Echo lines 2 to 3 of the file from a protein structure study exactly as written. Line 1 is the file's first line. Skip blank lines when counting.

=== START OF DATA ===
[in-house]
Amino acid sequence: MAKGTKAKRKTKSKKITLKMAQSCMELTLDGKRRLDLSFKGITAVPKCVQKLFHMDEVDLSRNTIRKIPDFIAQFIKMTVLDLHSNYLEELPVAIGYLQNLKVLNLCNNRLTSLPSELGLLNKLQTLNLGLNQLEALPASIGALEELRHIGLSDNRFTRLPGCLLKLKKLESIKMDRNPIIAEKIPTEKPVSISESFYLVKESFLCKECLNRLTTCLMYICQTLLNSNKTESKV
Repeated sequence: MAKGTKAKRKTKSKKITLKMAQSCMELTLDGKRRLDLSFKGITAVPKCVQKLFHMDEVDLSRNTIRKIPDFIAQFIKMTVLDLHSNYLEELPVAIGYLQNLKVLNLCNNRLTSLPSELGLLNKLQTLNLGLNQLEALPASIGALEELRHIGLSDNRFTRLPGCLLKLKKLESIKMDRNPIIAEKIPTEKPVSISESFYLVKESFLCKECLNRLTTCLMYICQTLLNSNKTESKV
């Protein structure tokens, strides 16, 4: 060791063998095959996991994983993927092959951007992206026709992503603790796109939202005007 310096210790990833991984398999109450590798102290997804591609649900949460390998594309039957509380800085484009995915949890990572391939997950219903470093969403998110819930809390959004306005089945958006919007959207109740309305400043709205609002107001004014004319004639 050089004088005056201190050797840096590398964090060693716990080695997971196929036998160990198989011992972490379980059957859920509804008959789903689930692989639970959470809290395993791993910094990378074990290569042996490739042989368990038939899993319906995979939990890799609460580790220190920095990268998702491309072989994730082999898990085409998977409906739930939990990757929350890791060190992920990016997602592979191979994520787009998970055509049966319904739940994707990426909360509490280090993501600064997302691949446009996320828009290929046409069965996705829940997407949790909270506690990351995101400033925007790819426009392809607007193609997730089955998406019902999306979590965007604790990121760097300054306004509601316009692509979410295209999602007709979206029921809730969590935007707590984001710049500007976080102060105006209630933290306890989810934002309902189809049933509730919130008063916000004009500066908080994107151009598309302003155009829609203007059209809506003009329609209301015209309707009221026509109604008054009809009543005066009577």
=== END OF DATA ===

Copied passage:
Amino acid sequence: MAKGTKAKRKTKSKKITLKMAQSCMELTLDGKRRLDLSFKGITAVPKCVQKLFHMDEVDLSRNTIRKIPDFIAQFIKMTVLDLHSNYLEELPVAIGYLQNLKVLNLCNNRLTSLPSELGLLNKLQTLNLGLNQLEALPASIGALEELRHIGLSDNRFTRLPGCLLKLKKLESIKMDRNPIIAEKIPTEKPVSISESFYLVKESFLCKECLNRLTTCLMYICQTLLNSNKTESKV
Repeated sequence: MAKGTKAKRKTKSKKITLKMAQSCMELTLDGKRRLDLSFKGITAVPKCVQKLFHMDEVDLSRNTIRKIPDFIAQFIKMTVLDLHSNYLEELPVAIGYLQNLKVLNLCNNRLTSLPSELGLLNKLQTLNLGLNQLEALPASIGALEELRHIGLSDNRFTRLPGCLLKLKKLESIKMDRNPIIAEKIPTEKPVSISESFYLVKESFLCKECLNRLTTCLMYICQTLLNSNKTESKV